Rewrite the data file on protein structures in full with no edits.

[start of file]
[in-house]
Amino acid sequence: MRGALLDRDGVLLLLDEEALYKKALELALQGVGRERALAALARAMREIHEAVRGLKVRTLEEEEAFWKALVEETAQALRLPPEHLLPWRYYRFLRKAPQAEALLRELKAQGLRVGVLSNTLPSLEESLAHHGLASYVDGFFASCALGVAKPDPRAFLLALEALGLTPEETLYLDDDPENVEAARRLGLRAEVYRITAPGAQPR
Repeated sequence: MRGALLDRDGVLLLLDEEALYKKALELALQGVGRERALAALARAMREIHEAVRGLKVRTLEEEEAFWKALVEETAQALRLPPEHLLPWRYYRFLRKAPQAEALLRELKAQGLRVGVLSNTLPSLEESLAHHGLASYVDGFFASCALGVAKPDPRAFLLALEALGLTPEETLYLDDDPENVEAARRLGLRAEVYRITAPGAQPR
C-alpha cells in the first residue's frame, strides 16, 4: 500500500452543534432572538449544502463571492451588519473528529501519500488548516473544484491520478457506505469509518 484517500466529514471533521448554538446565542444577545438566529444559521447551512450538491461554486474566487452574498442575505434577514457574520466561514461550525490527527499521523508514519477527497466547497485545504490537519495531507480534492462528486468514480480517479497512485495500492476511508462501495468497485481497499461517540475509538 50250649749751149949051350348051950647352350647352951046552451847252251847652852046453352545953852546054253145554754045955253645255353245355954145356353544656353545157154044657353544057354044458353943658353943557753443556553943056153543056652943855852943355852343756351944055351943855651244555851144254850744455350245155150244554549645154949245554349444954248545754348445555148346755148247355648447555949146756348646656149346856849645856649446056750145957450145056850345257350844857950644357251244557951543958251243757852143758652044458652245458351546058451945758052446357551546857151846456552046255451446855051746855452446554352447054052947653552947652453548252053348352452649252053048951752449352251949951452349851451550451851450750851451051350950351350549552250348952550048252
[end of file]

[in-house]
Amino acid sequence: MRGALLDRDGVLLLLDEEALYKKALELALQGVGRERALAALARAMREIHEAVRGLKVRTLEEEEAFWKALVEETAQALRLPPEHLLPWRYYRFLRKAPQAEALLRELKAQGLRVGVLSNTLPSLEESLAHHGLASYVDGFFASCALGVAKPDPRAFLLALEALGLTPEETLYLDDDPENVEAARRLGLRAEVYRITAPGAQPR
Repeated sequence: MRGALLDRDGVLLLLDEEALYKKALELALQGVGRERALAALARAMREIHEAVRGLKVRTLEEEEAFWKALVEETAQALRLPPEHLLPWRYYRFLRKAPQAEALLRELKAQGLRVGVLSNTLPSLEESLAHHGLASYVDGFFASCALGVAKPDPRAFLLALEALGLTPEETLYLDDDPENVEAARRLGLRAEVYRITAPGAQPR
C-alpha cells in the first residue's frame, strides 16, 4: 500500500452543534432572538449544502463571492451588519473528529501519500488548516473544484491520478457506505469509518 484517500466529514471533521448554538446565542444577545438566529444559521447551512450538491461554486474566487452574498442575505434577514457574520466561514461550525490527527499521523508514519477527497466547497485545504490537519495531507480534492462528486468514480480517479497512485495500492476511508462501495468497485481497499461517540475509538 50250649749751149949051350348051950647352350647352951046552451847252251847652852046453352545953852546054253145554754045955253645255353245355954145356353544656353545157154044657353544057354044458353943658353943557753443556553943056153543056652943855852943355852343756351944055351943855651244555851144254850744455350245155150244554549645154949245554349444954248545754348445555148346755148247355648447555949146756348646656149346856849645856649446056750145957450145056850345257350844857950644357251244557951543958251243757852143758652044458652245458351546058451945758052446357551546857151846456552046255451446855051746855452446554352447054052947653552947652453548252053348352452649252053048951752449352251949951452349851451550451851450750851451051350950351350549552250348952550048252